Teachers in Lebanon are preparing for the toughest summer vacation



“I’m still getting paid at the LBP of 1,500,” a university professor told The961. “Do you know what that means? I can’t even afford to buy a kilo of meat anymore.”

As the summer vacation approaches, like thousands of teachers in Lebanon, she is unsure of what to do to get through the toughest months of the year.

Although Lebanese teachers are barely paid, they work tirelessly to ensure that students of all ages are not abandoned during the worst economic crisis the country has ever experienced.

ECW / Fouad Choufany

As early as February, UNICEF urged Lebanese officials to step up, as this particularly saw the plight of public school teachers, who were already struggling with drastic cuts in their salaries.

But the struggle continues as the country remains with no sign of reform and a fully functioning government.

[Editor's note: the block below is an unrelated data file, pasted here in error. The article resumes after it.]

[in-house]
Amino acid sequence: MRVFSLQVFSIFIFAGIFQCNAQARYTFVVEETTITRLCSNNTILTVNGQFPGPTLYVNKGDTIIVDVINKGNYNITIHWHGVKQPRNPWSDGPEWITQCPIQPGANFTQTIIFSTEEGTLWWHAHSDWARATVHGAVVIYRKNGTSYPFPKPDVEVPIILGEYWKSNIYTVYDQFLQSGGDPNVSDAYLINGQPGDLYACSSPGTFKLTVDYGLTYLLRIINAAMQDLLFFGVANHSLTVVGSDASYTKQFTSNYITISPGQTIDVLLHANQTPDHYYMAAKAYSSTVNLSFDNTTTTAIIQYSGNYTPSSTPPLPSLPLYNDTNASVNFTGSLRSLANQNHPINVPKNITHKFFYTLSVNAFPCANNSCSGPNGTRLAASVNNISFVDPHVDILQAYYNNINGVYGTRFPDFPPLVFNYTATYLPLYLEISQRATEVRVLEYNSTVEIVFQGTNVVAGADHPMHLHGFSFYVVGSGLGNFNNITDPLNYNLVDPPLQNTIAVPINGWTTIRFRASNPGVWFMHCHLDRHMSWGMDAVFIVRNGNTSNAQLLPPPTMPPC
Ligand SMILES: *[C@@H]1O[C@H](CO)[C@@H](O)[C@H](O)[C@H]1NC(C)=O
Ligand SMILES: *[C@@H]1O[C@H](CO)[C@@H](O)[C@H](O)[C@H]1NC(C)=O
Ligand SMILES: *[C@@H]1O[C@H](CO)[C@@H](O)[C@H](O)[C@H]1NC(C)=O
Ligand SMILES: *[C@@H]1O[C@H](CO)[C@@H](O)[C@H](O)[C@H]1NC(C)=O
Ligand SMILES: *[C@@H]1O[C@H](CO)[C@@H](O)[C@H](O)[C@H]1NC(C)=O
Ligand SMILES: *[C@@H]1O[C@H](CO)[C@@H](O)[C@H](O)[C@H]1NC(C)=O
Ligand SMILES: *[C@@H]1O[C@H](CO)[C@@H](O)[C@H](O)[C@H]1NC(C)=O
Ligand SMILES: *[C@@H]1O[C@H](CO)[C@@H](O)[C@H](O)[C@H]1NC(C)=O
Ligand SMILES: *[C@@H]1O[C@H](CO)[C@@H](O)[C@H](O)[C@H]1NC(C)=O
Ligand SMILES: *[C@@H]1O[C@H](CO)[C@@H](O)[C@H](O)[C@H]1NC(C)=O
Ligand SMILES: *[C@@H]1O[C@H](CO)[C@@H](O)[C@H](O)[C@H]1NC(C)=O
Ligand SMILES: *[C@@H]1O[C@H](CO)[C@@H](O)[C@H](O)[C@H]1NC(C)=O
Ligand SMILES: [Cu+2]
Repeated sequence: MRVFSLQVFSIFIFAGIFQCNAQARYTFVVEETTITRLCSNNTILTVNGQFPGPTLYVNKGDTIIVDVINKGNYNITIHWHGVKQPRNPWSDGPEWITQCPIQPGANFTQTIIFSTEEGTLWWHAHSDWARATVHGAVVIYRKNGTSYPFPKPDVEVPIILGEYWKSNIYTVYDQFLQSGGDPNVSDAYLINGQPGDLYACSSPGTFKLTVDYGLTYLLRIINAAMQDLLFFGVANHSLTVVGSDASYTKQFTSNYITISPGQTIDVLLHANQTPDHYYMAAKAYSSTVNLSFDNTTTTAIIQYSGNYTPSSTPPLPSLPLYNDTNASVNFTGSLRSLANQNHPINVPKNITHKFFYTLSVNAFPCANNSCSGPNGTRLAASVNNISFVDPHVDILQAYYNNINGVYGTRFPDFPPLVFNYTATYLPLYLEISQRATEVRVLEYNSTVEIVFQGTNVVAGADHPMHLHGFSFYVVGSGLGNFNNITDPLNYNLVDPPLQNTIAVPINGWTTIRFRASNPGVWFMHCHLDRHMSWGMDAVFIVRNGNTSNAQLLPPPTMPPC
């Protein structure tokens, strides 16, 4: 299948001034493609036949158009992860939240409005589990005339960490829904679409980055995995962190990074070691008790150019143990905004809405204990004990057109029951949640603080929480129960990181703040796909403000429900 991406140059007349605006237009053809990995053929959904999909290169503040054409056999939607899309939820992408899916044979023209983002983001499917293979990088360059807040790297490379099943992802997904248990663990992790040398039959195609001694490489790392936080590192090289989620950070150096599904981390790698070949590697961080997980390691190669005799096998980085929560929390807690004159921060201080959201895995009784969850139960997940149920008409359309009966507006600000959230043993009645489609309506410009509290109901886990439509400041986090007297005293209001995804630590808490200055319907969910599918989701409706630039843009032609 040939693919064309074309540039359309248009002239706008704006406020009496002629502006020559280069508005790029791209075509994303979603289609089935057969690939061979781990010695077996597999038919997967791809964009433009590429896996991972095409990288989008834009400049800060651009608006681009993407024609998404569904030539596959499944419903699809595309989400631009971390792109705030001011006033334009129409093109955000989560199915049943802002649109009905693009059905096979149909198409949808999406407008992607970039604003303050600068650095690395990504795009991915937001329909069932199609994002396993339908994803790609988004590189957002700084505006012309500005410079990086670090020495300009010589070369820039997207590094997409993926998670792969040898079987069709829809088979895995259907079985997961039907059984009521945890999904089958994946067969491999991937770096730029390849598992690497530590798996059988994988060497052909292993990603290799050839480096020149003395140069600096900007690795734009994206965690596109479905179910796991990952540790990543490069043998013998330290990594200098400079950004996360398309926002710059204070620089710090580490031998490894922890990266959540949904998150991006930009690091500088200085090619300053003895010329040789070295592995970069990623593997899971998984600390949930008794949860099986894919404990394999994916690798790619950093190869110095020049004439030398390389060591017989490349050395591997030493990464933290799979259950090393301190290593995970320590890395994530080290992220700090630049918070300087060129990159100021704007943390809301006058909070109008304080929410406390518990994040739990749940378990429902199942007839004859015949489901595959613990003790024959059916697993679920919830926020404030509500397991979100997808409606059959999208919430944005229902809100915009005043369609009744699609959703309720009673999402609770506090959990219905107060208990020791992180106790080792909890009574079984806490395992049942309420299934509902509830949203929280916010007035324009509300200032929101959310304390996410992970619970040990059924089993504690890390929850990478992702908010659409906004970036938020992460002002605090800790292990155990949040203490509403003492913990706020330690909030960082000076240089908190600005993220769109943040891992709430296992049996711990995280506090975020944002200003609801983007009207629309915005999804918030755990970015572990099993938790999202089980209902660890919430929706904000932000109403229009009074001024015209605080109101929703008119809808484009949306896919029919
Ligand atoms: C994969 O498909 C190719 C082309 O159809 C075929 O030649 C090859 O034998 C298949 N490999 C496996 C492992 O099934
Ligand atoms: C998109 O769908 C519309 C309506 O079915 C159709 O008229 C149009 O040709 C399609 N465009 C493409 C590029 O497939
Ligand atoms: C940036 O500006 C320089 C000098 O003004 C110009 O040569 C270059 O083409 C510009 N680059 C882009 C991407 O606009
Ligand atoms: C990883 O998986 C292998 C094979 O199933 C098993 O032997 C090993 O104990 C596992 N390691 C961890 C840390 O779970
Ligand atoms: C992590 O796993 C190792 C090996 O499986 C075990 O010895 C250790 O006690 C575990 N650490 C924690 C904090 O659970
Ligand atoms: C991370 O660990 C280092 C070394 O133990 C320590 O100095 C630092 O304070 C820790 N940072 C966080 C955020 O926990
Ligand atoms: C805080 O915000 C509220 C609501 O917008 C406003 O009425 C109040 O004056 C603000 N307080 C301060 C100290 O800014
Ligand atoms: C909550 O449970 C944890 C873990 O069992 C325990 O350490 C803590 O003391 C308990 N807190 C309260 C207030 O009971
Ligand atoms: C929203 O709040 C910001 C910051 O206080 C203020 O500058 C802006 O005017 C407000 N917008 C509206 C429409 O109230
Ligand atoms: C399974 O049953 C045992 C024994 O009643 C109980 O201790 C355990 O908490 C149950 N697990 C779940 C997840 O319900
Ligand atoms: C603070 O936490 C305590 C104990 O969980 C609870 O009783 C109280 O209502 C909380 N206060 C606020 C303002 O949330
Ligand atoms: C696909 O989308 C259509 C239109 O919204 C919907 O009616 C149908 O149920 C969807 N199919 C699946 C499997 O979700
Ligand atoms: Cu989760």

Lebanese teachers today have proven to be the true unsung heroes who have put all their energies into the future of Lebanon, even if it means teaching from their cars while waiting for fuel in a never-ending line or in a closed coffee shop sitting on the street for a bit of internet connection to continue their class.

Although they weren’t fully prepared or equipped to switch to online classes, they adjusted to it – with power outages, poor internet, fuel crisis, lockdowns, and so on.

This shift has allowed teachers to acquire new skills and techniques for teaching online.

When a group of professors noticed the plight of the teachers and connected them to the local economic crisis, they started the Lebanese initiative “Teachers Without Borders” to help teachers in Lebanon earn a second income in fresh USD by offering individual courses for foreigners Students taught.

Now this initiative gives teachers the opportunity to continue teaching throughout the summer by teaching students abroad who want to strengthen themselves in a range of skills such as the foreign language.

“We put our heart and soul into it,” said Josiane El-Khoury, spokeswoman for the initiative, to The961. “We dream of supporting all professionals and academics across the country [of Lebanon]. ”

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